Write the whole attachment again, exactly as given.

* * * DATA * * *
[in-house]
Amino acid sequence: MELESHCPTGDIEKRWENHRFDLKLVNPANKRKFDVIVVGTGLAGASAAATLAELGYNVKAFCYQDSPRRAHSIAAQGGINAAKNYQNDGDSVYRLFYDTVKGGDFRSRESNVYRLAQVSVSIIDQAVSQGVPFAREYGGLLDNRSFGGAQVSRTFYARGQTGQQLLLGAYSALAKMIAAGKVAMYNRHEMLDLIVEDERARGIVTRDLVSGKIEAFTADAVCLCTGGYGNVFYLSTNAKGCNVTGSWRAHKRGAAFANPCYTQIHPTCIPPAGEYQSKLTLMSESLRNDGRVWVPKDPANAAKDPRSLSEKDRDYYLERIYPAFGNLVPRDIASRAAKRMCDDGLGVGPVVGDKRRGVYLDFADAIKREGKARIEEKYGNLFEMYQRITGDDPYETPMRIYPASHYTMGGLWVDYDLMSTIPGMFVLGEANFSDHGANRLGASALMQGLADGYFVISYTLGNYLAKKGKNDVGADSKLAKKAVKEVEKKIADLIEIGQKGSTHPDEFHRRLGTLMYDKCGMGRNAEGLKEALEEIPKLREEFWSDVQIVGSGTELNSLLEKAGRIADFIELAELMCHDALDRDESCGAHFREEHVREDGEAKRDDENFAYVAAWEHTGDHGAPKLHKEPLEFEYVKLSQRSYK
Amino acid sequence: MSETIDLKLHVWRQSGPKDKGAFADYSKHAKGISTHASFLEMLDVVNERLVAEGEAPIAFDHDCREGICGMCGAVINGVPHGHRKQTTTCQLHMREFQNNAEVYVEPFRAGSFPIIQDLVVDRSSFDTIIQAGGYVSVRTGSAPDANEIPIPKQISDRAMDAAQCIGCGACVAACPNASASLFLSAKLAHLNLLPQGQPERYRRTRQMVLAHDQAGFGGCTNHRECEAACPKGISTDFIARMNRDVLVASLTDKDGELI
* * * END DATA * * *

[in-house]
Amino acid sequence: MELESHCPTGDIEKRWENHRFDLKLVNPANKRKFDVIVVGTGLAGASAAATLAELGYNVKAFCYQDSPRRAHSIAAQGGINAAKNYQNDGDSVYRLFYDTVKGGDFRSRESNVYRLAQVSVSIIDQAVSQGVPFAREYGGLLDNRSFGGAQVSRTFYARGQTGQQLLLGAYSALAKMIAAGKVAMYNRHEMLDLIVEDERARGIVTRDLVSGKIEAFTADAVCLCTGGYGNVFYLSTNAKGCNVTGSWRAHKRGAAFANPCYTQIHPTCIPPAGEYQSKLTLMSESLRNDGRVWVPKDPANAAKDPRSLSEKDRDYYLERIYPAFGNLVPRDIASRAAKRMCDDGLGVGPVVGDKRRGVYLDFADAIKREGKARIEEKYGNLFEMYQRITGDDPYETPMRIYPASHYTMGGLWVDYDLMSTIPGMFVLGEANFSDHGANRLGASALMQGLADGYFVISYTLGNYLAKKGKNDVGADSKLAKKAVKEVEKKIADLIEIGQKGSTHPDEFHRRLGTLMYDKCGMGRNAEGLKEALEEIPKLREEFWSDVQIVGSGTELNSLLEKAGRIADFIELAELMCHDALDRDESCGAHFREEHVREDGEAKRDDENFAYVAAWEHTGDHGAPKLHKEPLEFEYVKLSQRSYK
Amino acid sequence: MSETIDLKLHVWRQSGPKDKGAFADYSKHAKGISTHASFLEMLDVVNERLVAEGEAPIAFDHDCREGICGMCGAVINGVPHGHRKQTTTCQLHMREFQNNAEVYVEPFRAGSFPIIQDLVVDRSSFDTIIQAGGYVSVRTGSAPDANEIPIPKQISDRAMDAAQCIGCGACVAACPNASASLFLSAKLAHLNLLPQGQPERYRRTRQMVLAHDQAGFGGCTNHRECEAACPKGISTDFIARMNRDVLVASLTDKDGELI